Measuring elastic properties of highly metastatic cells using nano-capillary wrinkling

Nan Iyer, Katelyn Cooper, Jianing Yang, Frederic Zenhausern

Research output: Chapter in Book/Report/Conference proceedingConference contribution

Abstract

Measuring elastic properties of cells has gained importance in the study of malignant transformations. The stiffness of a cell, which is technically referred to as the modulus of elasticity or Young's Modulus, E, is the measure of the amount of cell deformation caused by an applied known force. In vitro studies have shown that cancer cells have much lower elastic stiffness than normal cells. These stiffness measurements and their differences can be used to study the behavioral mechanics of how cancer cells grow, profligate, and die in a patient. Another important use of this difference in elasticity is in cancer detection. In this study, we explore the viability of measuring the elastic modulus of cancer cells by using a method that only requires the use of a low magnification microscope and a digital camera. In particular we are interested in applying the previously reported relationship between the wrinkling of thin films and the elastic properties of freely floating polystyrene (PS) films. Our work extends the scope of previous thin film studies by evaluating wrinkle formation in floating polystyrene films coated with biological cells. Our results show that the wrinkle formation is modified, both in morphology and in size, by the presence of a cellular monolayer on top of the PS film.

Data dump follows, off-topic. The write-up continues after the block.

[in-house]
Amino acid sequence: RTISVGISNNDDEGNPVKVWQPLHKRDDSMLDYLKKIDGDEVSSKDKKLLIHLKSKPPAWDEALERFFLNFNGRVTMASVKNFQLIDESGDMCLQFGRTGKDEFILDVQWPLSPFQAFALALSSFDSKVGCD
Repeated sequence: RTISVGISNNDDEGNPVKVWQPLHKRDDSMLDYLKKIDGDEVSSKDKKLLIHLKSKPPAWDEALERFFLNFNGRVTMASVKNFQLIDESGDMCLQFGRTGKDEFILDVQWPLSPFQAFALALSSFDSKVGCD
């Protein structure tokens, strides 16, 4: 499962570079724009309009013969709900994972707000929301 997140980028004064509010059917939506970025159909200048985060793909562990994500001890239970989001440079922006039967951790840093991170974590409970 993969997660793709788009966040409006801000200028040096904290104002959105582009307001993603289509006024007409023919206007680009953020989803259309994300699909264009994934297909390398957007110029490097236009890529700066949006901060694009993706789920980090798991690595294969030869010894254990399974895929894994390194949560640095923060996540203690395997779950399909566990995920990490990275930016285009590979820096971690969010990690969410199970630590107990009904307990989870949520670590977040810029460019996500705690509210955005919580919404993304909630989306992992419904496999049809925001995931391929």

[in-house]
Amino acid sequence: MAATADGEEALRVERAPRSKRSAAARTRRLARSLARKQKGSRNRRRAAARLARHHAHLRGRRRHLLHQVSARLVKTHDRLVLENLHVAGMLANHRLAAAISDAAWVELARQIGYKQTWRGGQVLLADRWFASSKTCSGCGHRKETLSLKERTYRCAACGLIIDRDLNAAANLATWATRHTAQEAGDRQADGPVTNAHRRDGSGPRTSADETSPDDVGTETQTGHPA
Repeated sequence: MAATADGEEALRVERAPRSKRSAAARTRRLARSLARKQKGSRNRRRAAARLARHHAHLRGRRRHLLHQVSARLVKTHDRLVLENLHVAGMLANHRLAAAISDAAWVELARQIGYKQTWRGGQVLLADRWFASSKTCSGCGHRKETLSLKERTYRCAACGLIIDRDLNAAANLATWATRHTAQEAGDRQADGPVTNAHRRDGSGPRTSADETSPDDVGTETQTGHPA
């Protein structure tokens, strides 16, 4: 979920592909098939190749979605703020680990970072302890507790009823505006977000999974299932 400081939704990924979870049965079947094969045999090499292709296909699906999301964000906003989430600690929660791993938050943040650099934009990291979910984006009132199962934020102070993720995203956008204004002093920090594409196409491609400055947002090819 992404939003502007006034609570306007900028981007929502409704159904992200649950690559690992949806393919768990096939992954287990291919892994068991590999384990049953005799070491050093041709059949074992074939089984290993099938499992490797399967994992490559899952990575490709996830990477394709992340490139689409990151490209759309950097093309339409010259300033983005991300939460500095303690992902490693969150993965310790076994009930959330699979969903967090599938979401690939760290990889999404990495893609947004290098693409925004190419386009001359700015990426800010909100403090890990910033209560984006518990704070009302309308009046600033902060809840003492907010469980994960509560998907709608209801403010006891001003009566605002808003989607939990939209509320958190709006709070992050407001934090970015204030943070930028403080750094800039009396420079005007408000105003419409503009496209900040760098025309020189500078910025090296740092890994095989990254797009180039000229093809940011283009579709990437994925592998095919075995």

Original languageEnglish (US)
Title of host publicationProbing Mechanics at Nanoscale Dimensions
PublisherMaterials Research Society
Pages63-68
Number of pages6
ISBN (Print)9781605111582
DOIs
StatePublished - 2009
Event2009 MRS Spring Meeting - San Francisco, CA, United States
Duration: Apr 13 2009Apr 17 2009

Publication series

NameMaterials Research Society Symposium Proceedings
Volume1185
ISSN (Print)0272-9172

Other

Other2009 MRS Spring Meeting
CountryUnited States
CitySan Francisco, CA
Period4/13/094/17/09

ASJC Scopus subject areas

  • Materials Science(all)
  • Condensed Matter Physics
  • Mechanics of Materials
  • Mechanical Engineering

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